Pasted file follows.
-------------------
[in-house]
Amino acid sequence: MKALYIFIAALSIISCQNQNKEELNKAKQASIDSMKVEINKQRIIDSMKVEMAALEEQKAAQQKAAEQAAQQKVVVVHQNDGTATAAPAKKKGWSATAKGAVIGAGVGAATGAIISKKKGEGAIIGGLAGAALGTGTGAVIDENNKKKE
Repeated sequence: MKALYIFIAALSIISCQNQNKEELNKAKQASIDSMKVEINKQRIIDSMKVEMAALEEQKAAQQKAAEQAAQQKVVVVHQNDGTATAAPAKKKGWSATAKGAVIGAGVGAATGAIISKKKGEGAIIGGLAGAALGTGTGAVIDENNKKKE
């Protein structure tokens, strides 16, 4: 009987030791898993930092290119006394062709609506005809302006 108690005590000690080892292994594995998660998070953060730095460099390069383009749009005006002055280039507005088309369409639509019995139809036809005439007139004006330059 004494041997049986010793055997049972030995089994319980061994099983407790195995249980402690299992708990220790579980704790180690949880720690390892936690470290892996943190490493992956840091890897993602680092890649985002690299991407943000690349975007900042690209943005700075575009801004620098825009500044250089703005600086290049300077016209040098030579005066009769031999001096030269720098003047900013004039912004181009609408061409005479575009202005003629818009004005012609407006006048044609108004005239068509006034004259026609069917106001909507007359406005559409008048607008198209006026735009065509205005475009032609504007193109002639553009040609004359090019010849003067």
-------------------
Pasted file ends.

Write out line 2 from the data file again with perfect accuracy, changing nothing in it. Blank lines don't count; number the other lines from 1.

Amino acid sequence: MKALYIFIAALSIISCQNQNKEELNKAKQASIDSMKVEINKQRIIDSMKVEMAALEEQKAAQQKAAEQAAQQKVVVVHQNDGTATAAPAKKKGWSATAKGAVIGAGVGAATGAIISKKKGEGAIIGGLAGAALGTGTGAVIDENNKKKE